✓ Percutaneous endoscopic discectomy is a new technique for removing “contained” lumbar disc herniations (those in which the outer border of the anulus fibrosus is intact) and small “noncontained” lumbar disc herniations (those at the level of the disc space and occupying less than one-third of the sagittal diameter of the spinal canal) through a posterolateral approach with the aid of specially developed instruments. The technique combines rigid straight, angled, and flexible forceps with automated high-power suction shaver and cutter systems. Access can thus be gained to the dorsal parts of the intervertebral space where the disc herniation is located. Percutaneous endoscopic discectomy is monitored using an endoscope angled to 70° coupled with a television and video unit and is performed with the patient under local anesthesia and an anesthesiologist available if needed. Its indication is restricted to discogenic root compression with a minor neurological deficit.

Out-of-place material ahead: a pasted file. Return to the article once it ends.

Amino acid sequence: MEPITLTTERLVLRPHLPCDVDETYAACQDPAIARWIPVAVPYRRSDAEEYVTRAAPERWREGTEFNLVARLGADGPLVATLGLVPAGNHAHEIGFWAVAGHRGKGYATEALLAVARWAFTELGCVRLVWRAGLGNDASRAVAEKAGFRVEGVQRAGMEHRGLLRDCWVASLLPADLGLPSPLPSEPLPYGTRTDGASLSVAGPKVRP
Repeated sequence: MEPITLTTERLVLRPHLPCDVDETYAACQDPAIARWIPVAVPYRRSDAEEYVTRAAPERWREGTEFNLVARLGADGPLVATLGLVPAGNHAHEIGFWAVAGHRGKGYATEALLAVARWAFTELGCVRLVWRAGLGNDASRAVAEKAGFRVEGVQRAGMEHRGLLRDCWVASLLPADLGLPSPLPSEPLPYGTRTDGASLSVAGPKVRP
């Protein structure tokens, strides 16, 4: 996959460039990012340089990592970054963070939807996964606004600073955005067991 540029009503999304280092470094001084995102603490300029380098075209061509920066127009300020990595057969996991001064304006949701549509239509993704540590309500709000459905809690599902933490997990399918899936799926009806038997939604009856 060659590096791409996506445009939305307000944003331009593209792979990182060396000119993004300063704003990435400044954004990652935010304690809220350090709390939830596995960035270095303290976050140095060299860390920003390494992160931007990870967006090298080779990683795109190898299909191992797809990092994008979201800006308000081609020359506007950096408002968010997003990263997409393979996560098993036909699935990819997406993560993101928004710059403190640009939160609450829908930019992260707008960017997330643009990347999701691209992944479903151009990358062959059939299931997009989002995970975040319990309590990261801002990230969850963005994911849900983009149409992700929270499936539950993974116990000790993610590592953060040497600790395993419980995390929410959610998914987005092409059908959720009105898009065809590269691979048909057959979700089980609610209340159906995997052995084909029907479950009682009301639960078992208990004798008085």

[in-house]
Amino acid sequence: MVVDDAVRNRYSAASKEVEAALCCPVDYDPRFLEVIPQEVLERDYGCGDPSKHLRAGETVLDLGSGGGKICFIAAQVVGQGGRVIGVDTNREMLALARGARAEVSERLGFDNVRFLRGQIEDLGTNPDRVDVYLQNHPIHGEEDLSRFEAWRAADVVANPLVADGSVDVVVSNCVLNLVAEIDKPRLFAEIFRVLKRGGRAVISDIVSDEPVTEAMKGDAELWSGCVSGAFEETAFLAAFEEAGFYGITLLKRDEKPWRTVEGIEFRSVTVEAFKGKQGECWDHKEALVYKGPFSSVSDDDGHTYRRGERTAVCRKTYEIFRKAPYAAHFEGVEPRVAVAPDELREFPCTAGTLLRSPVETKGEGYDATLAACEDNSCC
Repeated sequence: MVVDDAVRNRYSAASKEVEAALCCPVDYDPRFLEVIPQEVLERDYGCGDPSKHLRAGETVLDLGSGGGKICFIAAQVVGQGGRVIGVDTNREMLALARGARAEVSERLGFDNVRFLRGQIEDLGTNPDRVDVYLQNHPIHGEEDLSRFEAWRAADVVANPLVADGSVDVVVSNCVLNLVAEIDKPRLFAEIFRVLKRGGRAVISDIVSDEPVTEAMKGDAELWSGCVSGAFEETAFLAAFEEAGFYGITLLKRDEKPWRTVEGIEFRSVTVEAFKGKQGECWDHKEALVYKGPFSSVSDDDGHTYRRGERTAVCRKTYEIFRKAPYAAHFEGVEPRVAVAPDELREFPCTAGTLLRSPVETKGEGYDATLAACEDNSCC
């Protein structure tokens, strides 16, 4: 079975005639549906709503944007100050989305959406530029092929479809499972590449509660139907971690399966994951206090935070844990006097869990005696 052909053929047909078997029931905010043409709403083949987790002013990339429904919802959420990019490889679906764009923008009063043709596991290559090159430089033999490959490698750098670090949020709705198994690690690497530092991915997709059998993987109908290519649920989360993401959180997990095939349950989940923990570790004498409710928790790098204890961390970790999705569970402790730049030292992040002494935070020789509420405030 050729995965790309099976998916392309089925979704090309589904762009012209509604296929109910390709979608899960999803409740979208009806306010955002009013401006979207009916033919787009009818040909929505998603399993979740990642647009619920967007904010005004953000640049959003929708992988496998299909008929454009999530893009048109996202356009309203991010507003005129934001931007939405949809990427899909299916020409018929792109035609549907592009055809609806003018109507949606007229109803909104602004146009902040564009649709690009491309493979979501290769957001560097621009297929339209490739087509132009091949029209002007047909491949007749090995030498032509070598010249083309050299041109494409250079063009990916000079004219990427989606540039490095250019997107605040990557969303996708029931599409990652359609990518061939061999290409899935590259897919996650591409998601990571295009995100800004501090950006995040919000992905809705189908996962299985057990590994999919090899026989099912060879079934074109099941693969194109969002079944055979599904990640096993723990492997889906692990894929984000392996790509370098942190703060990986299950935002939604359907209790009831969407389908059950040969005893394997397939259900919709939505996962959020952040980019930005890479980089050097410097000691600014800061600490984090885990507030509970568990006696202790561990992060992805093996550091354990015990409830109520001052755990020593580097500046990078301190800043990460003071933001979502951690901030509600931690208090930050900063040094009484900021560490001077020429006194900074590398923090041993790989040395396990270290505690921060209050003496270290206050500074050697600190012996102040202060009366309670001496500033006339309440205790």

Two groups of patients with contained or small noncontained disc herniations were treated by either percutaneous endoscopic discectomy (20 cases) or microdiscectomy (20 cases). Both groups were investigated in a prospective randomized study in order to compare the efficacy of the two methods. The disc herniations were located at L2–3 (one patient), L3–4 (two patients), or L4–5 (37 patients). There were no significant differences between the two groups concerning age and sex distribution, preoperative evolution of complaints, prior conservative therapy, patient's occupation, preoperative disability, and clinical symptomatology. Two years after percutaneous endoscopic discectomy, sciatica had disappeared in 80% (16 of 20 patients), low-back pain in 47% (nine of 19 patients), sensory deficits in 92.3% (12 of 13 patients), and motor deficits in the one patient affected. Two years after microdiscectomy, sciatica had disappeared in 65% (13 of 20 patients), low-back pain in 25% (five of 20 patients), sensory deficits in 68.8% (11 of 16 patients), and motor deficits in all patients so affected. Only 72.2% of the patients in the microdiscectomy group had returned to their previous occupation versus 95% in the percutaneous endoscopic discectomy group. Percutaneous endoscopic discectomy appears to offer an alternative to microdiscectomy for patients with “contained” and small subligamentous lumbar disc herniations.